A sub-class of the Knox class was built, commonly referred to as the Hewes class. The primary differences were slightly different arrangement of the "Officer's Country" staterooms with additional staterooms in the 01 level instead of the open deck between the boat decks. The stateroom on the port side under the bridge was designated as a "flag" stateroom, with the additional staterooms for flag staff when serving as a flagship.

History[edit]

The 46 ships of the Knox class were the largest, last and most numerous of the US Navy’s second-generation ASW escorts. The lead ship of the class was the USS Knox (FF-1052), laid down 5 October 1965 and commissioned 12 April 1969, at Todd Shipyards in Seattle. Planned as the follow-on to the twin 5-inch gun armed Garcia-class frigates and the Tartar missile-equipped Brooke-class frigates, their initial design incorporated the prior classes’ pressure-fired boilers (the design later was changed to conventional 1,200 psi (8,300 kPa) boilers) in a similar-sized hull designed around the massive bow-mounted AN/SQS-26 sonar.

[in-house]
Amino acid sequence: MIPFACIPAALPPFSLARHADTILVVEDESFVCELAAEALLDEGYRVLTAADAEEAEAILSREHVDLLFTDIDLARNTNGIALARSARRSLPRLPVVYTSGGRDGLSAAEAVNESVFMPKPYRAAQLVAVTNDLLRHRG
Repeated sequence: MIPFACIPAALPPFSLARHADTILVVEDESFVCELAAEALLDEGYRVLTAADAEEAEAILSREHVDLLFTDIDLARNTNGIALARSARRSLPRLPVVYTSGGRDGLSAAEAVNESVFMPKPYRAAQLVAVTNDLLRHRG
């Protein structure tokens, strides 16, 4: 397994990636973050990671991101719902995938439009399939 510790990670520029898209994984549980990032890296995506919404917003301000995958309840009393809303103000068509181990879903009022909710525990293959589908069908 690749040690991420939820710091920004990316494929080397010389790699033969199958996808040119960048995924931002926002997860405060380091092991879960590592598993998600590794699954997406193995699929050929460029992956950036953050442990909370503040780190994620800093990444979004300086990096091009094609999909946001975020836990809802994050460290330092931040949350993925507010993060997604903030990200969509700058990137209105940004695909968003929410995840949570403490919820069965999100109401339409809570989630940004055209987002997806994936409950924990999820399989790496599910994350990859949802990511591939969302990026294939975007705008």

Ten ships were authorized in FY 1964, sixteen in 1965 and ten each for FYs 1966, ’67 and ’68; six were canceled in 1968 and four more in 1969. They were built in four different shipyards and were originally commissioned as destroyer escorts (DEs) 1052–1097 in 1969–1974, they were redesignated as frigates (FF) on 30 June 1975.

In February 1972, after encountering a severe nor'easter off Cape Hatteras, USS Trippe suffered major damage to its ASROC missile launcher, which was ripped off its mounts. The Bureau of Ships ordered all of the Knox class to have a retrofit "hurricane bow" which heighted the bow section to prevent burrowing into on-coming seas and to protect the forecastle armament.